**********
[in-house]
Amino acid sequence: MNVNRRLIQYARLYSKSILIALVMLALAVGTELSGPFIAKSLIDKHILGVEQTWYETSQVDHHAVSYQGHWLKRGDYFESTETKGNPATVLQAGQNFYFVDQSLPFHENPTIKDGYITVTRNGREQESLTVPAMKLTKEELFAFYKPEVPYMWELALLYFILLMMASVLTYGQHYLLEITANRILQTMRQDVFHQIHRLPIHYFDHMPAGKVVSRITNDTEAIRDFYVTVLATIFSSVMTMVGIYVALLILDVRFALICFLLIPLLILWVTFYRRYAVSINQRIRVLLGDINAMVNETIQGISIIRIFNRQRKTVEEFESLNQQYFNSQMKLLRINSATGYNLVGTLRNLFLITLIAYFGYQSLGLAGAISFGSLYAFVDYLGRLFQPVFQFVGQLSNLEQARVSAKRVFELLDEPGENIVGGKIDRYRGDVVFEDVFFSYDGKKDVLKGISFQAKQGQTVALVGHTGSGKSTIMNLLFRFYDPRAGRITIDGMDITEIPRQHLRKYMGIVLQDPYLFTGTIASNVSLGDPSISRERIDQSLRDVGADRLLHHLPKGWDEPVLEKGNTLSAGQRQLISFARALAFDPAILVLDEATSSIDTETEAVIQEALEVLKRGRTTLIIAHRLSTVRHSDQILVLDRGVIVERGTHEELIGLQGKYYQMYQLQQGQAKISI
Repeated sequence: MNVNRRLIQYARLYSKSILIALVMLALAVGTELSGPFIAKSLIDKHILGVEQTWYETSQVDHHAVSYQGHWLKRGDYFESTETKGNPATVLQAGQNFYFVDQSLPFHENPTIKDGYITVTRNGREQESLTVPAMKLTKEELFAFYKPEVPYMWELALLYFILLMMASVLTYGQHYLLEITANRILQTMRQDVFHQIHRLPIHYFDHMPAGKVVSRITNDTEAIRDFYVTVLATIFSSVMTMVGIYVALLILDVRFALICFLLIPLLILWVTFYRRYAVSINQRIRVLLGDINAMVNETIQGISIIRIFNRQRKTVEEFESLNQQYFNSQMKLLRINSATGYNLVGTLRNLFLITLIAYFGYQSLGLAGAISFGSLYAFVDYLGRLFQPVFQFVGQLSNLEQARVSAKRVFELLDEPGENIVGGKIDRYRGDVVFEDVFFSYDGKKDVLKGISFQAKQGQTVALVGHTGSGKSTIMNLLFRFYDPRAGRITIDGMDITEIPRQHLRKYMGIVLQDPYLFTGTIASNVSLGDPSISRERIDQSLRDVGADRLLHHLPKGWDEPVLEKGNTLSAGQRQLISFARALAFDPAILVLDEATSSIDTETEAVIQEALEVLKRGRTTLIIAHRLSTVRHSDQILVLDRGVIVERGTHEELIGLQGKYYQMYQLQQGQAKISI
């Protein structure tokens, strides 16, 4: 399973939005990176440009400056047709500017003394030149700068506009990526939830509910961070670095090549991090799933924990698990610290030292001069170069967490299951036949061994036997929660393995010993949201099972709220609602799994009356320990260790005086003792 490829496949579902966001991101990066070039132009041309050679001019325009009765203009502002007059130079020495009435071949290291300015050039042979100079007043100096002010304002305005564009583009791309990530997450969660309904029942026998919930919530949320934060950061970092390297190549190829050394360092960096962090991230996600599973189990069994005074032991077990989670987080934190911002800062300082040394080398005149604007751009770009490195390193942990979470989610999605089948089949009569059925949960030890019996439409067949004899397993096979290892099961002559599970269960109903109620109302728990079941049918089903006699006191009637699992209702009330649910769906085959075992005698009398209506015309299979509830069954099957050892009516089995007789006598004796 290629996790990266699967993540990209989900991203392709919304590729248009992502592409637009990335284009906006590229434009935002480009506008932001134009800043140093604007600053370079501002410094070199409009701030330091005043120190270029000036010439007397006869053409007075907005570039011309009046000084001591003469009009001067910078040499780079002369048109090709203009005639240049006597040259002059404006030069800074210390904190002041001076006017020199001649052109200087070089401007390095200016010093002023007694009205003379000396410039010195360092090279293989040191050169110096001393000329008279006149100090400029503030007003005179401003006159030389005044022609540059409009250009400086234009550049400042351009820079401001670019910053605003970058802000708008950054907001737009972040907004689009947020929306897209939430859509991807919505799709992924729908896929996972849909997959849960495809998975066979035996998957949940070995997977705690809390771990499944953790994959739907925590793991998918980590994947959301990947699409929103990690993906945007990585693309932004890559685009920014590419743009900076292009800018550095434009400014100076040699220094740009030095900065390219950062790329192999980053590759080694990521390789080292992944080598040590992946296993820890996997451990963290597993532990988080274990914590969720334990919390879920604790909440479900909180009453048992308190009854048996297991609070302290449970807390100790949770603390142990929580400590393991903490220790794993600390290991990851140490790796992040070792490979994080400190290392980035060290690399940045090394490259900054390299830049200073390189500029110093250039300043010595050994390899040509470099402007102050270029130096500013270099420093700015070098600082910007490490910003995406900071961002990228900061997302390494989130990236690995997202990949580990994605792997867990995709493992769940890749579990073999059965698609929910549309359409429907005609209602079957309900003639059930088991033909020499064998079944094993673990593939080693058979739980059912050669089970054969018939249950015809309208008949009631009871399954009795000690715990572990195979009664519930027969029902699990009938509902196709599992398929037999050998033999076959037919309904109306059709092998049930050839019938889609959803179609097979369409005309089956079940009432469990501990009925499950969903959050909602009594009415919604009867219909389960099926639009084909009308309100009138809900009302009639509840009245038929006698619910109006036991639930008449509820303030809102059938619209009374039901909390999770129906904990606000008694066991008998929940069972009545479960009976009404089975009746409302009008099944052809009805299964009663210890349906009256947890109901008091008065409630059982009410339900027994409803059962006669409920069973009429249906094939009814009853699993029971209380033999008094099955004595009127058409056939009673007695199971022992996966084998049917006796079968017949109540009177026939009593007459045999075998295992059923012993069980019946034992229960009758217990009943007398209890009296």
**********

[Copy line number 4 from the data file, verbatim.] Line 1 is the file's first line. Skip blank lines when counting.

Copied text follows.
């Protein structure tokens, strides 16, 4: 399973939005990176440009400056047709500017003394030149700068506009990526939830509910961070670095090549991090799933924990698990610290030292001069170069967490299951036949061994036997929660393995010993949201099972709220609602799994009356320990260790005086003792 490829496949579902966001991101990066070039132009041309050679001019325009009765203009502002007059130079020495009435071949290291300015050039042979100079007043100096002010304002305005564009583009791309990530997450969660309904029942026998919930919530949320934060950061970092390297190549190829050394360092960096962090991230996600599973189990069994005074032991077990989670987080934190911002800062300082040394080398005149604007751009770009490195390193942990979470989610999605089948089949009569059925949960030890019996439409067949004899397993096979290892099961002559599970269960109903109620109302728990079941049918089903006699006191009637699992209702009330649910769906085959075992005698009398209506015309299979509830069954099957050892009516089995007789006598004796 290629996790990266699967993540990209989900991203392709919304590729248009992502592409637009990335284009906006590229434009935002480009506008932001134009800043140093604007600053370079501002410094070199409009701030330091005043120190270029000036010439007397006869053409007075907005570039011309009046000084001591003469009009001067910078040499780079002369048109090709203009005639240049006597040259002059404006030069800074210390904190002041001076006017020199001649052109200087070089401007390095200016010093002023007694009205003379000396410039010195360092090279293989040191050169110096001393000329008279006149100090400029503030007003005179401003006159030389005044022609540059409009250009400086234009550049400042351009820079401001670019910053605003970058802000708008950054907001737009972040907004689009947020929306897209939430859509991807919505799709992924729908896929996972849909997959849960495809998975066979035996998957949940070995997977705690809390771990499944953790994959739907925590793991998918980590994947959301990947699409929103990690993906945007990585693309932004890559685009920014590419743009900076292009800018550095434009400014100076040699220094740009030095900065390219950062790329192999980053590759080694990521390789080292992944080598040590992946296993820890996997451990963290597993532990988080274990914590969720334990919390879920604790909440479900909180009453048992308190009854048996297991609070302290449970807390100790949770603390142990929580400590393991903490220790794993600390290991990851140490790796992040070792490979994080400190290392980035060290690399940045090394490259900054390299830049200073390189500029110093250039300043010595050994390899040509470099402007102050270029130096500013270099420093700015070098600082910007490490910003995406900071961002990228900061997302390494989130990236690995997202990949580990994605792997867990995709493992769940890749579990073999059965698609929910549309359409429907005609209602079957309900003639059930088991033909020499064998079944094993673990593939080693058979739980059912050669089970054969018939249950015809309208008949009631009871399954009795000690715990572990195979009664519930027969029902699990009938509902196709599992398929037999050998033999076959037919309904109306059709092998049930050839019938889609959803179609097979369409005309089956079940009432469990501990009925499950969903959050909602009594009415919604009867219909389960099926639009084909009308309100009138809900009302009639509840009245038929006698619910109006036991639930008449509820303030809102059938619209009374039901909390999770129906904990606000008694066991008998929940069972009545479960009976009404089975009746409302009008099944052809009805299964009663210890349906009256947890109901008091008065409630059982009410339900027994409803059962006669409920069973009429249906094939009814009853699993029971209380033999008094099955004595009127058409056939009673007695199971022992996966084998049917006796079968017949109540009177026939009593007459045999075998295992059923012993069980019946034992229960009758217990009943007398209890009296």